Here we have another very distinctive Lofts Farm discovery LFN96 - a very small ring structure with a south-facing entrance and three equally spaced upright posts.
Despite the best efforts of dedicated volunteer diggers and a brilliant director it was not possible to be certain of a sequence for these three intersecting features. Future specialist study of the pottery finds may help in this respect. The plan above was drawn at the end of the first years season and shows the small ring ditch LFN96 to be later than bigger ring ditch LFN95.A Sequence of Sorts
Initial interpretation is that the larger ring ditch LFN95 was first. The LFN95 trench represented a foundation trench for an upright timber round house wall. Being harder to see in the subsoil than other Lofts Farm ring ditches suggests the trench was filled-in when the hut was dismantled rather than being left to silt up in the weather. Next came small ring LFN96 and straight wall/fence foundation trench LFN94. No distinction was noticed in the two fills so perhaps these two features were contemporary.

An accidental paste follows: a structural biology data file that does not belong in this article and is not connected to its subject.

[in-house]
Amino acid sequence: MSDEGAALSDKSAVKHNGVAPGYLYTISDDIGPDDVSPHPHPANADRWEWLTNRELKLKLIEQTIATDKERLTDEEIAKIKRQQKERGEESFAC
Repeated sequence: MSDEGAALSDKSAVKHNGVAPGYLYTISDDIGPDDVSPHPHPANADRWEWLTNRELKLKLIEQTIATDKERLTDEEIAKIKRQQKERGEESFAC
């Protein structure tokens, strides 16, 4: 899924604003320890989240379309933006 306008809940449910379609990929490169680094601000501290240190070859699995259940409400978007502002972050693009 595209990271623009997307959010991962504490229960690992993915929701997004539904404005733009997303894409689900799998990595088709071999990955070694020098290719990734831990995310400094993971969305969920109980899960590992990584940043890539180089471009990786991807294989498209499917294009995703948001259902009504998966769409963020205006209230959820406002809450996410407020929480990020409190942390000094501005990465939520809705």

So the answer to this page title is probably no - not a hut in a hut.
If LFN96 was indeed a hut it would have enclosed a very small volume - not a great deal more than a modern 6x8 garden shed.
Perhaps it had a purpose associated with the adjacent enclosure fence LFN94. If contemporary then they would have supported each other.Can you help?
Someone else must have spotted a similar small ring ditch like this.
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